In some types of bastioned fortifications, the caponier served as a means of access to the outworks, protecting troops from direct fire; they were often roofless. Although they could be used for firing along the ditch, the flanks of the bastions were the main defence of the ditch by fire.
Originally the term referred to a covered passageway that traversed the ditch outside the curtain of a fortress. Fire from this point could cover the ditch beyond the curtain wall to deter any attempt to storm the wall. Thus the passageway was equipped with musket ports and cannon ports that fired along the ditch.
While fortifications were evolving to the simpler polygonal style, the term was sometimes used to describe the flanking positions set at the corners of the ditch that provide the same function in that style of fort, especially in France.
In bastioned forts, it usually takes the form of a low open passage, often partly sunken into the floor of the ditch and projecting outward into and across it, with access from the main fortress via a passage through the curtain wall. The roof, if any, was often made against weather, observation, and small arms fire, not artillery.
As polygonal fortresses evolved, caponiers became more substantial, higher, and protected above from plunging fire with masonry and earth cover. In late 19c. works which were largely underground, caponiers were reached via a tunnel from within the fort.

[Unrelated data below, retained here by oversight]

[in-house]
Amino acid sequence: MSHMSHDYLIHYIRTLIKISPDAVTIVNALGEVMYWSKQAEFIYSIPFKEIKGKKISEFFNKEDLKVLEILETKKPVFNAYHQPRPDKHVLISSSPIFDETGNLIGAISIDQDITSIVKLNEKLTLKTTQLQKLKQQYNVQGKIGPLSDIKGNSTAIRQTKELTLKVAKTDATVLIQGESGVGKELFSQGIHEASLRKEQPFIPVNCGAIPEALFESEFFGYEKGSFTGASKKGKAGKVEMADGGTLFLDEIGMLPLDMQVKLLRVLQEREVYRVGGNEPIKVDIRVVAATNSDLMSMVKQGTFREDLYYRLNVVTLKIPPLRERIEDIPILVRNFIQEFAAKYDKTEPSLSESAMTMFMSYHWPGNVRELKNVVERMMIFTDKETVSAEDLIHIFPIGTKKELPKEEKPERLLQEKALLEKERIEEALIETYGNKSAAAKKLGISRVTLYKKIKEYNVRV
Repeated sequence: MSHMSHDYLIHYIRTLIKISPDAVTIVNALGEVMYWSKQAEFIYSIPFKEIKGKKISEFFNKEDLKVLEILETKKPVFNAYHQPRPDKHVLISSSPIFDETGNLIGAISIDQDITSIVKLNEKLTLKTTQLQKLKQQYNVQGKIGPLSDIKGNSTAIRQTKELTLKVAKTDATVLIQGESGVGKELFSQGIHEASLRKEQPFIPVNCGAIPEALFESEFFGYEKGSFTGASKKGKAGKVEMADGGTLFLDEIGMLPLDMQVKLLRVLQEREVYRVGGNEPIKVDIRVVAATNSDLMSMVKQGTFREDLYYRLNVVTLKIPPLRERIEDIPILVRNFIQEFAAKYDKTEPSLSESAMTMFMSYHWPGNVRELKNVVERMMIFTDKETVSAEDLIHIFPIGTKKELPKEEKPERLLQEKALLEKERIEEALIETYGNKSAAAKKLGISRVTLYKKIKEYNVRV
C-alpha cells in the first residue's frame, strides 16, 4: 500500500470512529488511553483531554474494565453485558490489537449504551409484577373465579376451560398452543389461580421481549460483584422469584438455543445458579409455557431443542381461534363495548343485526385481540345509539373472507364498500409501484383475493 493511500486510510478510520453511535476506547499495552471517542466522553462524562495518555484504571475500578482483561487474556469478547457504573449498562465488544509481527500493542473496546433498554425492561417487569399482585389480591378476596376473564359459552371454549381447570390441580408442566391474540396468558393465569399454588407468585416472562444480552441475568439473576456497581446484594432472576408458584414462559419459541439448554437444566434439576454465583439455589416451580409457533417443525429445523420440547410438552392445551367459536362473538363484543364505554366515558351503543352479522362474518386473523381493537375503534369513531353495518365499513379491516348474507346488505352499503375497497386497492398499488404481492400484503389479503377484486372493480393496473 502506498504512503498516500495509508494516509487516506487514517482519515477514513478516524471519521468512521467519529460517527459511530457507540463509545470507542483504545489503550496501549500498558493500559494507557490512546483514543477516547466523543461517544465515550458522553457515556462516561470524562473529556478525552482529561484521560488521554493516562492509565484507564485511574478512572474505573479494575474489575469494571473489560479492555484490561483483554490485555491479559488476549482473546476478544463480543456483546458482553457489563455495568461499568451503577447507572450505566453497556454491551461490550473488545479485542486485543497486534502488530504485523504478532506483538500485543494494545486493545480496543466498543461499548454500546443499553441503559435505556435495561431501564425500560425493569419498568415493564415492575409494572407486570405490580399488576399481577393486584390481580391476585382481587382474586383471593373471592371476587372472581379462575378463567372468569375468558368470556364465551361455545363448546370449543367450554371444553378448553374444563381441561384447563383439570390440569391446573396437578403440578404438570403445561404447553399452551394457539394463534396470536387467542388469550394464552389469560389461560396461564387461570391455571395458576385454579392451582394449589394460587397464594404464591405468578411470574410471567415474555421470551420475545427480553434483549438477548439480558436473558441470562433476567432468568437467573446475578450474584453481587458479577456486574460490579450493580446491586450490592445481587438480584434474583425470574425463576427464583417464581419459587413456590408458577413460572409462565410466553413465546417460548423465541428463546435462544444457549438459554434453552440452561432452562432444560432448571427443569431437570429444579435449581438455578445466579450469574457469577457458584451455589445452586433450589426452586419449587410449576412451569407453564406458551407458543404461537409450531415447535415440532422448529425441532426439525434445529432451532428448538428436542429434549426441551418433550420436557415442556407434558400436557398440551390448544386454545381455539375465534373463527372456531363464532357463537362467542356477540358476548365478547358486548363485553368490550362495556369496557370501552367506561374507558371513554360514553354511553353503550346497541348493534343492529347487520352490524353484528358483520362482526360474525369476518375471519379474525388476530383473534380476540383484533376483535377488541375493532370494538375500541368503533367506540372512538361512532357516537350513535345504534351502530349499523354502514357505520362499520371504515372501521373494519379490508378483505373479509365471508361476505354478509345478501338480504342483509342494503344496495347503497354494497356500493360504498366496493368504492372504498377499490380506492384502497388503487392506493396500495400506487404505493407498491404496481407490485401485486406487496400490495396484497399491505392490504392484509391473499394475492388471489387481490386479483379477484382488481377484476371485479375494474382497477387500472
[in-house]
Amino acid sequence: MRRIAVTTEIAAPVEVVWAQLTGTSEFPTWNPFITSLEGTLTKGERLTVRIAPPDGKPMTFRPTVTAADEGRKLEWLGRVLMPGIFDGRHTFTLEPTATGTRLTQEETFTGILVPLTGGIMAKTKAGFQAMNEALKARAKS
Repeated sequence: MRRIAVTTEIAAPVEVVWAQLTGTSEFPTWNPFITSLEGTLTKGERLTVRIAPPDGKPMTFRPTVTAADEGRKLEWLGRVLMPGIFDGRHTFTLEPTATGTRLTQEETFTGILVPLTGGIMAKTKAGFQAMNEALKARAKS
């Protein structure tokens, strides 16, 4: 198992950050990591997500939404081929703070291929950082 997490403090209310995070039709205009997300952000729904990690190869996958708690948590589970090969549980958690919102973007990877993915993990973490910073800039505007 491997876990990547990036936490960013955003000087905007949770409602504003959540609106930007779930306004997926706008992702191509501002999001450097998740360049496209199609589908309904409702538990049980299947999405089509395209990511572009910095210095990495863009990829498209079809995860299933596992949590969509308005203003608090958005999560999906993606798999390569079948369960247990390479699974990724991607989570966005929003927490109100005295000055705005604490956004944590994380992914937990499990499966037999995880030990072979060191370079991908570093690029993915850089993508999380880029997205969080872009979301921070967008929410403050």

The caponier is usually equipped with a firing step and rifle ports to allow troops to fire along the ditch, and often has provision for small cannon to sweep the ditch as well. To clear the smoke and fumes from the firing the roof of the caponier is often provided with ventilation ports.
To avoid fire from one caponier bearing on the next, caponiers are sometimes set at alternate corners of the fort, so that they fire towards a blank wall at the opposite end of the ditch, giving full coverage of the ditch without subjecting the next caponier to fire. The length of the straight sections of the ditch is chosen so that it can be covered by fire from a single caponier. Caponiers are often wedge shaped so that they can fire down both angles of the ditch.
An alternative to the caponier is a counterscarp battery, dug into the outer face of the corner of the ditch, giving a similar field of fire. Reached by a tunnel from within the fort, it does not have the vulnerable roof that the caponier has, but being outside the ditch, is potentially more vulnerable to mining. Both structures may be found in the same fort.
Caponiers are a common feature of 18- and 19th-century fortifications, and are found on almost all the Victorian forts of Malta, the Palmerston Forts in UK, the Lisbon Entrenched Camp forts in Portugal, fortifications in many Nordic countries, and in:
Caponier, Fort Napoleon, Ostend, Belgium
Caponier between the citadel wall and Ravelin Anselm, Petersberg Citadel, Germany